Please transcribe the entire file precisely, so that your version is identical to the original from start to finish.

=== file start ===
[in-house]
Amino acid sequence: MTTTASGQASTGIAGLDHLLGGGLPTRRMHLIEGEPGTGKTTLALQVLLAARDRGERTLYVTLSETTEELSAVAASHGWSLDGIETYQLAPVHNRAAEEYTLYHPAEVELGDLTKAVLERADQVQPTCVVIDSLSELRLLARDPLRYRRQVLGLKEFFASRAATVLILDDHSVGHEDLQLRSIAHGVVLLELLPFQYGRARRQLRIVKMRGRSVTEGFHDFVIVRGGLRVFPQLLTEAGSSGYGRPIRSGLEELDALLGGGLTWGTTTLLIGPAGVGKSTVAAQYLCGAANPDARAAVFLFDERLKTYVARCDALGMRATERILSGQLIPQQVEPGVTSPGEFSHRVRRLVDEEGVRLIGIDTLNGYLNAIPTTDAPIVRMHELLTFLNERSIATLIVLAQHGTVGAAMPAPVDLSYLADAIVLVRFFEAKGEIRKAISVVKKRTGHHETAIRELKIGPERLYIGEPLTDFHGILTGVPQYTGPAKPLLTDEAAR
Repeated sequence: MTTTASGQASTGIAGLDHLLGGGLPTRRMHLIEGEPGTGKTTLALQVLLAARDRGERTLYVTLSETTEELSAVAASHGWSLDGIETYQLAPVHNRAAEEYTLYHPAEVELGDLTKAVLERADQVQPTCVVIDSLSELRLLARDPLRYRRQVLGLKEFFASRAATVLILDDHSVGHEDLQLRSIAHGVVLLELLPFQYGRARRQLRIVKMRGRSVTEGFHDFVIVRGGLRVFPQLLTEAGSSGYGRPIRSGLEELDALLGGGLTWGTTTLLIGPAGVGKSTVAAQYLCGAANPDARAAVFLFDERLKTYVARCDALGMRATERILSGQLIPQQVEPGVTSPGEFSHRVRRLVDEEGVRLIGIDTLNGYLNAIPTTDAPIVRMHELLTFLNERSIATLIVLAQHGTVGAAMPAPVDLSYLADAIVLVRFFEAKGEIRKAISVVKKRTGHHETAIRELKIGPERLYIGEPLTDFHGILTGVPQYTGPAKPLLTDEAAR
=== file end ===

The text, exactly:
[in-house]
Amino acid sequence: MTTTASGQASTGIAGLDHLLGGGLPTRRMHLIEGEPGTGKTTLALQVLLAARDRGERTLYVTLSETTEELSAVAASHGWSLDGIETYQLAPVHNRAAEEYTLYHPAEVELGDLTKAVLERADQVQPTCVVIDSLSELRLLARDPLRYRRQVLGLKEFFASRAATVLILDDHSVGHEDLQLRSIAHGVVLLELLPFQYGRARRQLRIVKMRGRSVTEGFHDFVIVRGGLRVFPQLLTEAGSSGYGRPIRSGLEELDALLGGGLTWGTTTLLIGPAGVGKSTVAAQYLCGAANPDARAAVFLFDERLKTYVARCDALGMRATERILSGQLIPQQVEPGVTSPGEFSHRVRRLVDEEGVRLIGIDTLNGYLNAIPTTDAPIVRMHELLTFLNERSIATLIVLAQHGTVGAAMPAPVDLSYLADAIVLVRFFEAKGEIRKAISVVKKRTGHHETAIRELKIGPERLYIGEPLTDFHGILTGVPQYTGPAKPLLTDEAAR
Repeated sequence: MTTTASGQASTGIAGLDHLLGGGLPTRRMHLIEGEPGTGKTTLALQVLLAARDRGERTLYVTLSETTEELSAVAASHGWSLDGIETYQLAPVHNRAAEEYTLYHPAEVELGDLTKAVLERADQVQPTCVVIDSLSELRLLARDPLRYRRQVLGLKEFFASRAATVLILDDHSVGHEDLQLRSIAHGVVLLELLPFQYGRARRQLRIVKMRGRSVTEGFHDFVIVRGGLRVFPQLLTEAGSSGYGRPIRSGLEELDALLGGGLTWGTTTLLIGPAGVGKSTVAAQYLCGAANPDARAAVFLFDERLKTYVARCDALGMRATERILSGQLIPQQVEPGVTSPGEFSHRVRRLVDEEGVRLIGIDTLNGYLNAIPTTDAPIVRMHELLTFLNERSIATLIVLAQHGTVGAAMPAPVDLSYLADAIVLVRFFEAKGEIRKAISVVKKRTGHHETAIRELKIGPERLYIGEPLTDFHGILTGVPQYTGPAKPLLTDEAAR